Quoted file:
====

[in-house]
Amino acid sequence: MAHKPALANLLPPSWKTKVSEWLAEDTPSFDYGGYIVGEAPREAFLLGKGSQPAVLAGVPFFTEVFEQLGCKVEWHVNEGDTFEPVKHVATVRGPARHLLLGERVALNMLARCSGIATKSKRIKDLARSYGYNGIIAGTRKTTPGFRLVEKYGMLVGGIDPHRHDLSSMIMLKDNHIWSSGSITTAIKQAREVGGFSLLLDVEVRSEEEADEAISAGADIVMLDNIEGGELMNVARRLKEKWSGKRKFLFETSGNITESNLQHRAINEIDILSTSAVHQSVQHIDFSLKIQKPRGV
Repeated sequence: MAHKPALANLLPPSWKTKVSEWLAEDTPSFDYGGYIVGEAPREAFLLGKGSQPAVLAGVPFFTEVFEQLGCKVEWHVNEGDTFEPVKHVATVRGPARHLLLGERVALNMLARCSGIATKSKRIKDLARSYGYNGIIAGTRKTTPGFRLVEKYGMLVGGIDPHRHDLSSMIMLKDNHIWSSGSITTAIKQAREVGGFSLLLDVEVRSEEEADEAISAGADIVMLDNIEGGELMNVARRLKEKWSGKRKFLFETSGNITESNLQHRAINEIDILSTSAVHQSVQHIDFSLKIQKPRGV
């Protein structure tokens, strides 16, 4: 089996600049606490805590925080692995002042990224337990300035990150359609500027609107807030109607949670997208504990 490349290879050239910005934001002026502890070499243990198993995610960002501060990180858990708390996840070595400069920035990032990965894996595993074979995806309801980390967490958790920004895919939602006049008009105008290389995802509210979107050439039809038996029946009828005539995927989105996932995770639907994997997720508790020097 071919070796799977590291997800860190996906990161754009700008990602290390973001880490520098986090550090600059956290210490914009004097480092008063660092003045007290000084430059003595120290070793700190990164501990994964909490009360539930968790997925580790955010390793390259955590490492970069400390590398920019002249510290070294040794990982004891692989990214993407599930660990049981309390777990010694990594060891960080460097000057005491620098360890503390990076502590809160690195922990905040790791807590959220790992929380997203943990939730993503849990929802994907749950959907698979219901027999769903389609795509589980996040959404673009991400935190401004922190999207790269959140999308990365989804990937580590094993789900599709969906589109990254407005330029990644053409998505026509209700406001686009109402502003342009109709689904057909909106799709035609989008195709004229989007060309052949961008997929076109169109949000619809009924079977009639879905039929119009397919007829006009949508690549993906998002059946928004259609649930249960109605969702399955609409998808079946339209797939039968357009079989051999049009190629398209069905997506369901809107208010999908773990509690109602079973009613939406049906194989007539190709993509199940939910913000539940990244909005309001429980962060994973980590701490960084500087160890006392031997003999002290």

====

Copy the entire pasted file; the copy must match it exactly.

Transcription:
[in-house]
Amino acid sequence: MAHKPALANLLPPSWKTKVSEWLAEDTPSFDYGGYIVGEAPREAFLLGKGSQPAVLAGVPFFTEVFEQLGCKVEWHVNEGDTFEPVKHVATVRGPARHLLLGERVALNMLARCSGIATKSKRIKDLARSYGYNGIIAGTRKTTPGFRLVEKYGMLVGGIDPHRHDLSSMIMLKDNHIWSSGSITTAIKQAREVGGFSLLLDVEVRSEEEADEAISAGADIVMLDNIEGGELMNVARRLKEKWSGKRKFLFETSGNITESNLQHRAINEIDILSTSAVHQSVQHIDFSLKIQKPRGV
Repeated sequence: MAHKPALANLLPPSWKTKVSEWLAEDTPSFDYGGYIVGEAPREAFLLGKGSQPAVLAGVPFFTEVFEQLGCKVEWHVNEGDTFEPVKHVATVRGPARHLLLGERVALNMLARCSGIATKSKRIKDLARSYGYNGIIAGTRKTTPGFRLVEKYGMLVGGIDPHRHDLSSMIMLKDNHIWSSGSITTAIKQAREVGGFSLLLDVEVRSEEEADEAISAGADIVMLDNIEGGELMNVARRLKEKWSGKRKFLFETSGNITESNLQHRAINEIDILSTSAVHQSVQHIDFSLKIQKPRGV
């Protein structure tokens, strides 16, 4: 089996600049606490805590925080692995002042990224337990300035990150359609500027609107807030109607949670997208504990 490349290879050239910005934001002026502890070499243990198993995610960002501060990180858990708390996840070595400069920035990032990965894996595993074979995806309801980390967490958790920004895919939602006049008009105008290389995802509210979107050439039809038996029946009828005539995927989105996932995770639907994997997720508790020097 071919070796799977590291997800860190996906990161754009700008990602290390973001880490520098986090550090600059956290210490914009004097480092008063660092003045007290000084430059003595120290070793700190990164501990994964909490009360539930968790997925580790955010390793390259955590490492970069400390590398920019002249510290070294040794990982004891692989990214993407599930660990049981309390777990010694990594060891960080460097000057005491620098360890503390990076502590809160690195922990905040790791807590959220790992929380997203943990939730993503849990929802994907749950959907698979219901027999769903389609795509589980996040959404673009991400935190401004922190999207790269959140999308990365989804990937580590094993789900599709969906589109990254407005330029990644053409998505026509209700406001686009109402502003342009109709689904057909909106799709035609989008195709004229989007060309052949961008997929076109169109949000619809009924079977009639879905039929119009397919007829006009949508690549993906998002059946928004259609649930249960109605969702399955609409998808079946339209797939039968357009079989051999049009190629398209069905997506369901809107208010999908773990509690109602079973009613939406049906194989007539190709993509199940939910913000539940990244909005309001429980962060994973980590701490960084500087160890006392031997003999002290």